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Understanding Conservation Easements at Deep Creek Lake

published: March 24, 2022

If you have recently purchased a home at Deep Creek Lake you have probably been bombarded with a long list of complicated terminology such as buffer strips, buydown areas and rule bands. If you want to gain a general understanding of what these terms mean at Deep Creek Lake there is a great resource available from our friends at Taylor Made Reality. However, there is one term in particular that you should focus on and understand as a new or prospective owner of property at Deep Creek Lake. That term is “Conservation Easement.”

When a buyer purchases a home with waterfront access on Deep Creek Lake, the state of Maryland retains ownership of the “buffer strip” or the land that directly touches the water. This can be distressing given that a home with waterfront access is up to 250% more valuable than a home without waterfront access. Fortunately, the state’s ownership of the buffer strip is nothing to worry about so long as you understand the rules of the arrangement. The state of Maryland provides property owners an easement, or right to use the buffer strip, that allows access to the lake with a few limitations. This access is known as a “conservation easement” and ensures that the lake remains unpolluted and beautiful for everyone. However, it is important to understand which actions are permitted and which action are prohibited when considering whether to purchase property bordering Deep Creek Lake.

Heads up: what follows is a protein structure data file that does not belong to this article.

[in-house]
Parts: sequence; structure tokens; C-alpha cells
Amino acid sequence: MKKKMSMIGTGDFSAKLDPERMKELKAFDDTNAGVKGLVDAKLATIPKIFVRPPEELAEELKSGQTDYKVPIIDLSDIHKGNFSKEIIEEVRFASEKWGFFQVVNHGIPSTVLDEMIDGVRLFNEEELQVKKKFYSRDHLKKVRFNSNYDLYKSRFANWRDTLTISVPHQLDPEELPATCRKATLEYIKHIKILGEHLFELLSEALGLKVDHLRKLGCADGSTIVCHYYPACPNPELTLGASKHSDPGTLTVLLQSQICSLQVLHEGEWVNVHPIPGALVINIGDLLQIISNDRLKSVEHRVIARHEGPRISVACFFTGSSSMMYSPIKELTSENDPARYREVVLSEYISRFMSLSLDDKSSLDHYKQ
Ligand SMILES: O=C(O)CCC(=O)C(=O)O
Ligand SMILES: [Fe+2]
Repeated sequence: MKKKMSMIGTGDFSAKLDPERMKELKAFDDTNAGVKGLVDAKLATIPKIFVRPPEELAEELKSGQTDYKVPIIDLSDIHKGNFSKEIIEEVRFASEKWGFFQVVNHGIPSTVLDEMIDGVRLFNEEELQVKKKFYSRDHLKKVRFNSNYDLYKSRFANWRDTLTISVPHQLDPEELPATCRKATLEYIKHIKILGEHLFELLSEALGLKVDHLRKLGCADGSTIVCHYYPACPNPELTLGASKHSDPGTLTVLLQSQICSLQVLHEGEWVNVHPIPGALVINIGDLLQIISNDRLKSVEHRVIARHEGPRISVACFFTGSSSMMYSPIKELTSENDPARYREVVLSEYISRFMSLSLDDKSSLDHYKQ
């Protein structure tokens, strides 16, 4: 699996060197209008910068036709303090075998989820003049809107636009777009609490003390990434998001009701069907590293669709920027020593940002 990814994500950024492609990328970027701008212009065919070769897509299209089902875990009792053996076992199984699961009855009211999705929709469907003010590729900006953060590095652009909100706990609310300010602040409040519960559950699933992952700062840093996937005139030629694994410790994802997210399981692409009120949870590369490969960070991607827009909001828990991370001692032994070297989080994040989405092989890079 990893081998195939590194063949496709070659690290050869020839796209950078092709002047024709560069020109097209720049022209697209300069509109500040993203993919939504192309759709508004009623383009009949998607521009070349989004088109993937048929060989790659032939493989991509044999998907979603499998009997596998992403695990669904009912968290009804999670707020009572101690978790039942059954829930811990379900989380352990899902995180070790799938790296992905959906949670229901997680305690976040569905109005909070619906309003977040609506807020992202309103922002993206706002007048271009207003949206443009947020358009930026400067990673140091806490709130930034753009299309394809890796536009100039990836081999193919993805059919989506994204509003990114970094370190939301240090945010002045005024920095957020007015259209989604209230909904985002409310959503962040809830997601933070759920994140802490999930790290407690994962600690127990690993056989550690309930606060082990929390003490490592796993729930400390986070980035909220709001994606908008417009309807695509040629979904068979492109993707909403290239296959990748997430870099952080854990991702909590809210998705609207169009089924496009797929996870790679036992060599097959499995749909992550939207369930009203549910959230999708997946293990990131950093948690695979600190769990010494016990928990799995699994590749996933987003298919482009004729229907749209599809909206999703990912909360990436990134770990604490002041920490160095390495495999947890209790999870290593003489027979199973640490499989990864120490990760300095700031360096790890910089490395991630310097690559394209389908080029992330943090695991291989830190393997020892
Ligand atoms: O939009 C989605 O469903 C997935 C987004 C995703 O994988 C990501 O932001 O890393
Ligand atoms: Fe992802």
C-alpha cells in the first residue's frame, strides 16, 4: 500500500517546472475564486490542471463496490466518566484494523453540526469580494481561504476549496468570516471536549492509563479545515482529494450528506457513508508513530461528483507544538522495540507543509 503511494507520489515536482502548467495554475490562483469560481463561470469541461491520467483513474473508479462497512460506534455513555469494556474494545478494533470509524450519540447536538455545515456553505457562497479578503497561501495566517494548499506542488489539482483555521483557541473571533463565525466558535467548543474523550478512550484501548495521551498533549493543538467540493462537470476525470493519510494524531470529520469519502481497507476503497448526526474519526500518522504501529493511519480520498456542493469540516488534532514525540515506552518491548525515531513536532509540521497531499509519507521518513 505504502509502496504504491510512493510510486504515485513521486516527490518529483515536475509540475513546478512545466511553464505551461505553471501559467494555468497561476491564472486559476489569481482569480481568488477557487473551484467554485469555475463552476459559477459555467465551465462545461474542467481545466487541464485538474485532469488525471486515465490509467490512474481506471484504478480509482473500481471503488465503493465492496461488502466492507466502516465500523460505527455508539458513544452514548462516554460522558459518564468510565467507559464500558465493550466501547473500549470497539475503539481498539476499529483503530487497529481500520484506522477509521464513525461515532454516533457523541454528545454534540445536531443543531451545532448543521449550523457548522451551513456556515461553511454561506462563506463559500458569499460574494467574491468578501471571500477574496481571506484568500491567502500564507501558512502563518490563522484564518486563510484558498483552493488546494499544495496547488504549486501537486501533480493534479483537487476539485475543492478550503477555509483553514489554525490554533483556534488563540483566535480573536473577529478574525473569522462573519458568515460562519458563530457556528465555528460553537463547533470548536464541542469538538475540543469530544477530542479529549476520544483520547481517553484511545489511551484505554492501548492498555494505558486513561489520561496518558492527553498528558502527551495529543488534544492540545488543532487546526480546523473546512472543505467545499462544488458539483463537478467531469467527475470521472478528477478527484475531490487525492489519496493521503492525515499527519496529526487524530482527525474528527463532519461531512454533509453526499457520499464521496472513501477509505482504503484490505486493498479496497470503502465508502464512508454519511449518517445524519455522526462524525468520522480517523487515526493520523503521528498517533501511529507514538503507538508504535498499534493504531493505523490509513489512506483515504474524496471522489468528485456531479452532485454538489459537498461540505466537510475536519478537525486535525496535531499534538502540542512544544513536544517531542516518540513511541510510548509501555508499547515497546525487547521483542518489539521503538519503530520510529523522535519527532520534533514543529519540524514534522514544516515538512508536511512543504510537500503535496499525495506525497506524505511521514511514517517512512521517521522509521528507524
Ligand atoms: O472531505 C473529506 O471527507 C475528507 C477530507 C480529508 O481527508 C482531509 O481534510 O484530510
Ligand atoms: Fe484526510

The following actions are permitted but require the written approval of Department of Natural Resource:

  1. The installation of nonpermanent pathways or stairways.
  2. The installation of utilities to serve facilities on the state land.
  3. The retention of structures that are identified on the Deed of Conservation Easement plat maps. These are structures that existed at the time that the easement was agreed to.
  4. The installation of temporary structures with a footprint no greater than 120 sq ft.

Other actions are completely prohibited in all cases. These actions include:

  1. The construction of new buildings.
  2. Establishing new means of access to the lake.
  3. The erection of fences or other barriers.
  4. Fires of any kind or size.
  5. Cutting, removal or destruction of trees, shrubs, and other woody vegetation, except with written approval from DNR.
  6. Dumping or storing materials on the property; for example, ashes, trash, rubbish, abandoned machinery, vehicles, vessels, appliances.
  7. Excavation or mining, including removal of soil or sand, except with written approval from DNR for the temporary excavation to maintain lake access or to remedy a failed septic system.
  8. Diking, draining, filling, dredging, or removing any wetland or wetlands.
  9. Erecting signs, billboards, or outdoor advertising displays except temporary signs not exceeding 6 sq ft to advertise the property’s sale or rental.
  10. Allowing access by the public to cross or use the property.
  11. Any Industrial or commercial activities.

If you want a smooth transition into property ownership at Deep Creek Lake, the right law firm is critical. Geppert, McMullen, Paye, & Getty is a well-established local law firm with over seventy years of real estate experience as well as extensive local connections in the area. You can contact us at 301-777-1515. We are available to assist you Monday through Friday, 8:30am to 4:30pm.

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